1) Chris Paul returns – Paul made his return to the court after missing 14 games recovering from surgery to repair a torn left thumb ligament, which he suffered Jan. 16 against the Thunder. Rivers said because it wasn’t a lower body injury, Paul has managed to stay “in pretty good shape,” able to run shortly after the surgery. He’s been back practicing since the Clippers returned from the All-Star break, and he felt good enough to go Friday night.

Rivers said ball-handling and timing are always the hardest things to get back after a long hiatus, and there were some elements of that, with Paul one time dribbling off his foot out of bounds. But Paul was also doing what he always does, with his active hands creating two steals to go with 17 points, six rebounds and five assists.

2) Austin takes over early – Doc Rivers was asked before the game about the adjustment for Austin Rivers in his return to the bench, and he said “you never know” how a player will handle that, but Paul wanted to make sure Austin stayed aggressive. That wasn’t a problem Friday, with Austin scoring 15 points in his first 12 minutes off the bench, giving the Clippers a second-quarter lead and putting them in control at the time. Austin’s 20 points through three quarters made him the game’s leading scorer at the time. He finished with 23 of the Clippers’ 31 points off the bench.

3) Missed opportunities in defeat – After a late third-quarter Spurs surge, it was still anybody’s game heading to the fourth quarter. San Antonio stayed on the pedal, but the Clippers hung around. There were just too many missed opportunities to make a final push. In the first half, the Clippers didn’t score any points off the Spurs’ 10 turnovers. By game’s end, the Clippers scored just 11 points off the Spurs’ 15 turnovers, while the Spurs scored 20 points off the Clippers’ 12 turnovers.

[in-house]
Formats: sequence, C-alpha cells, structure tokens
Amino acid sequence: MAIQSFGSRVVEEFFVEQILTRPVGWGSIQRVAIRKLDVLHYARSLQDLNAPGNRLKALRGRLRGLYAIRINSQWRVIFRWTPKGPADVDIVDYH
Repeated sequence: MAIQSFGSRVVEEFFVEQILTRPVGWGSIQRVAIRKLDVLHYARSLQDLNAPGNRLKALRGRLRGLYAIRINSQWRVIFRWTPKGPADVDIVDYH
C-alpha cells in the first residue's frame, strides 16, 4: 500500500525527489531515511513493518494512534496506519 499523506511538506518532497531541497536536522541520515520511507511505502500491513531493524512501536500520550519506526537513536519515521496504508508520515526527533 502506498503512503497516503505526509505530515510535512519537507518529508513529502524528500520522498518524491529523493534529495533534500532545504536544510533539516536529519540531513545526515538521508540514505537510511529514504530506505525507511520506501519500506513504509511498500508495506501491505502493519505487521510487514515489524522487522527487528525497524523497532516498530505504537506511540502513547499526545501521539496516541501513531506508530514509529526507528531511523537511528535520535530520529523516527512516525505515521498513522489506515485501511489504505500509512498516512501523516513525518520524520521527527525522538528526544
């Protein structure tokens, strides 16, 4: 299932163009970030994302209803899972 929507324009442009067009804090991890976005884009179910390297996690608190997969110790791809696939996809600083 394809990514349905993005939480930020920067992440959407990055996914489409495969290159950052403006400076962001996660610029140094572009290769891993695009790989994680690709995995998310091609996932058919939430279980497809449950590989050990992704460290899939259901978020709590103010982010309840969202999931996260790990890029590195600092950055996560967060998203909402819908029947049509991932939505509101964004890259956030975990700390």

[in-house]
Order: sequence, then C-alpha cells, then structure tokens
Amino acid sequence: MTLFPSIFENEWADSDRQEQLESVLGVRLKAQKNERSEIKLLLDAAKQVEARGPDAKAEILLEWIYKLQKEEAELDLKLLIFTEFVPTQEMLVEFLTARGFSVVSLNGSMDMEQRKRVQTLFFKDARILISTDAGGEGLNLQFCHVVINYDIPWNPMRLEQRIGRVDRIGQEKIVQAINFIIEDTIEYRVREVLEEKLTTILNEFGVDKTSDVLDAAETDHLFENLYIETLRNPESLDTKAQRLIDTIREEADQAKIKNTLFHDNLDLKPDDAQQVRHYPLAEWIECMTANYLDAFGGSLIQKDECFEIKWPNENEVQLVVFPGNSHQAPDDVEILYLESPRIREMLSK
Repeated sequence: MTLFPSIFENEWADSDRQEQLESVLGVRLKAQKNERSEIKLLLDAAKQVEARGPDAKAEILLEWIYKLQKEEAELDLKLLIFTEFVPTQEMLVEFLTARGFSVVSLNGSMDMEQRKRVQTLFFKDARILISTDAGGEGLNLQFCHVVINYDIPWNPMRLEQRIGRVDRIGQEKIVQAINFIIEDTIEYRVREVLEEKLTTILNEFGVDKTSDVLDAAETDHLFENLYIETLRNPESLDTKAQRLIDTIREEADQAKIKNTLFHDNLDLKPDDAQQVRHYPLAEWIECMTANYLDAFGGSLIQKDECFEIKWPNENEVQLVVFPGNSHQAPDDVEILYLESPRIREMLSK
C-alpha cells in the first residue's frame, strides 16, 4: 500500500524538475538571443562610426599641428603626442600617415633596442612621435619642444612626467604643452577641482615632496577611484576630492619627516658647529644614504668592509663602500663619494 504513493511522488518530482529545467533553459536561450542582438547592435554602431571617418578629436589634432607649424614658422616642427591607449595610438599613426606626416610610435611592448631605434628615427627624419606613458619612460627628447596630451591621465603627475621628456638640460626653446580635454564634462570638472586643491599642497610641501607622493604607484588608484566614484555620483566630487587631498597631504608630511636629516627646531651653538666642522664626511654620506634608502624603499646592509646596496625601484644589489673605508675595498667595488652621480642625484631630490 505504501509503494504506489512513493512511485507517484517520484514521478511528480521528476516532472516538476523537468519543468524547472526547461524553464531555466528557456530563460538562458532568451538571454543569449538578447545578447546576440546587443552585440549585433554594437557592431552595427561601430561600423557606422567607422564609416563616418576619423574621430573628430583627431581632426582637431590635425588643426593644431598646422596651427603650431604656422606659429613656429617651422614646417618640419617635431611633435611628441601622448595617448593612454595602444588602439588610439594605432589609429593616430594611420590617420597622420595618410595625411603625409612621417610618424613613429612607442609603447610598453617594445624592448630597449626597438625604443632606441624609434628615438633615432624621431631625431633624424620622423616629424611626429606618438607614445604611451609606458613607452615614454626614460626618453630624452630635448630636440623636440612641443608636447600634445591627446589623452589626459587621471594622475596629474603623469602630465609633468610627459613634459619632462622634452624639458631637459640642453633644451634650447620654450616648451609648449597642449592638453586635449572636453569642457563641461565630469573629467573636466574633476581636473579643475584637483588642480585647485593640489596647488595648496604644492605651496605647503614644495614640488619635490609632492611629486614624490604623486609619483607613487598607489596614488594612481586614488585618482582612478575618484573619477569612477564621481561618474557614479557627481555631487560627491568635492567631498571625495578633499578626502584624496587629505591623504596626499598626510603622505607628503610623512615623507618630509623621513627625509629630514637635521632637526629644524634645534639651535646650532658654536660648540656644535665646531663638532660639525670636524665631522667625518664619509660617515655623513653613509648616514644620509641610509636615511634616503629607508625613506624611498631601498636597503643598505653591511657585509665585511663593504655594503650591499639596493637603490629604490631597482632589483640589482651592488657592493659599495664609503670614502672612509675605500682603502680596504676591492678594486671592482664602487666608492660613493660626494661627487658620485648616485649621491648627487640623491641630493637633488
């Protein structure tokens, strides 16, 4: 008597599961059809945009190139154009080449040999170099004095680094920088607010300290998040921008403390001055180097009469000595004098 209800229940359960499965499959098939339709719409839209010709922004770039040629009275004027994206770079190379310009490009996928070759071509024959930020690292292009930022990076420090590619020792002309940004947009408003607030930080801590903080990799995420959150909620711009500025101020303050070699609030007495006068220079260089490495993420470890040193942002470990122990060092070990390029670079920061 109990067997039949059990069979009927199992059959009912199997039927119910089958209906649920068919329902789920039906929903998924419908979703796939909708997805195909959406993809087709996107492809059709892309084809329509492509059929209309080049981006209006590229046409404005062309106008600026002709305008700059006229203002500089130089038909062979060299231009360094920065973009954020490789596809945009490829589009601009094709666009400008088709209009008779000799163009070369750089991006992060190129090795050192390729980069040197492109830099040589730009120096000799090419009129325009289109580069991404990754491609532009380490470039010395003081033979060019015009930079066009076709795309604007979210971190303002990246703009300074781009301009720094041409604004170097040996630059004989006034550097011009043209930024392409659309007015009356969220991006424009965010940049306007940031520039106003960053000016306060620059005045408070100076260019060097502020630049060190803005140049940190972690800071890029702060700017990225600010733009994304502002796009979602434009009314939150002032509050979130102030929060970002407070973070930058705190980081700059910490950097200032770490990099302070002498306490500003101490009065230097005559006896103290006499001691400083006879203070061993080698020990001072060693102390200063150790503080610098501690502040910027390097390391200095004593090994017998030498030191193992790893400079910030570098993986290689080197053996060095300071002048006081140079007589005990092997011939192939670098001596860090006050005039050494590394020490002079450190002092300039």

Early in the third, Kawhi Leonard picked up his fifth foul, yet by the end of the quarter the Spurs still managed to take the lead. When the Clippers cut it close late, more turnovers and good looks from deep that didn’t go down prevented a fourth-quarter comeback.

4) Struggles from deep, rebounding – By halftime, both teams were shooting exactly 41.5 percent, but the Spurs led by going 7-for-14 from 3-point range. The Clippers did a better job protecting the 3-point line in the second half, but they couldn’t get going themselves from long range. J.J. Redick had a couple opportunities to give the Clippers a late spark on good looks from behind the arc, but finished 2-for-8 from 3-point range. The Clippers as a team went 7-for-23 from long distance and were outrebounded by 15.

5) Griffin in attack mode – As the Clippers tried to mount a late comeback, Blake Griffin continued to attack the rim, at one point resulting in a bleeding face on a drive into the lane. Griffin ran to the locker room, got taped up, then came back to the court for his free throws. Griffin scored 23 of his game-high 29 points in the second half, also adding nine rebounds and five assists and going 11-for-11 from the line.

What’s Next? – The Clippers host the Hornets on Sunday.

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LOS ANGELES – Clippers point guard Chris Paul will need surgery to repair a torn ligament in his left thumb, likely forcing him out for the next six to eight weeks.

Paul, who will undergo surgery Wednesday, left Monday’s game against the Thunder with a sprained left thumb and didn’t return. Initial X-rays showed no break, but further tests Tuesday morning revealed the tear, which occurred after Paul jammed his left hand on Russell Westbrook’s right leg in the second quarter.